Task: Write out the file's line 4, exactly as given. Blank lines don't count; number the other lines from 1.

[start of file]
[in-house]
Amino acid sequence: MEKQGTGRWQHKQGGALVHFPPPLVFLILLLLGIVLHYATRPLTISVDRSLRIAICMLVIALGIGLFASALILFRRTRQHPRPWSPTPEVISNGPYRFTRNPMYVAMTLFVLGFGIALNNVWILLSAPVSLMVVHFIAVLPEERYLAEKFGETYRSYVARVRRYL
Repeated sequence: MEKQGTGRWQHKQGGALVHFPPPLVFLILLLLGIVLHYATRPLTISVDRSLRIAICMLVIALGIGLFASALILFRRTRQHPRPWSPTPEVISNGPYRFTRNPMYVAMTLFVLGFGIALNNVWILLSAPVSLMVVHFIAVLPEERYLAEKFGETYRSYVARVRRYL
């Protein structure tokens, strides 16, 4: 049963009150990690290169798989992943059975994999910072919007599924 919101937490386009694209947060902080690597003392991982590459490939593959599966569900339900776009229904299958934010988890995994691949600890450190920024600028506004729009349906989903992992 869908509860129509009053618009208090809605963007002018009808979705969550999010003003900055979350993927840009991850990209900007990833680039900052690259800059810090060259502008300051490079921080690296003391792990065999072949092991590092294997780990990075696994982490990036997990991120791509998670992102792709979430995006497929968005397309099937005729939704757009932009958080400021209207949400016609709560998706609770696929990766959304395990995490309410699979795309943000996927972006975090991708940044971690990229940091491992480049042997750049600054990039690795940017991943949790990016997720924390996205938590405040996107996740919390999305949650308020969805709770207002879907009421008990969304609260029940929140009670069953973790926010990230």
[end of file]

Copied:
């Protein structure tokens, strides 16, 4: 049963009150990690290169798989992943059975994999910072919007599924 919101937490386009694209947060902080690597003392991982590459490939593959599966569900339900776009229904299958934010988890995994691949600890450190920024600028506004729009349906989903992992 869908509860129509009053618009208090809605963007002018009808979705969550999010003003900055979350993927840009991850990209900007990833680039900052690259800059810090060259502008300051490079921080690296003391792990065999072949092991590092294997780990990075696994982490990036997990991120791509998670992102792709979430995006497929968005397309099937005729939704757009932009958080400021209207949400016609709560998706609770696929990766959304395990995490309410699979795309943000996927972006975090991708940044971690990229940091491992480049042997750049600054990039690795940017991943949790990016997720924390996205938590405040996107996740919390999305949650308020969805709770207002879907009421008990969304609260029940929140009670069953973790926010990230």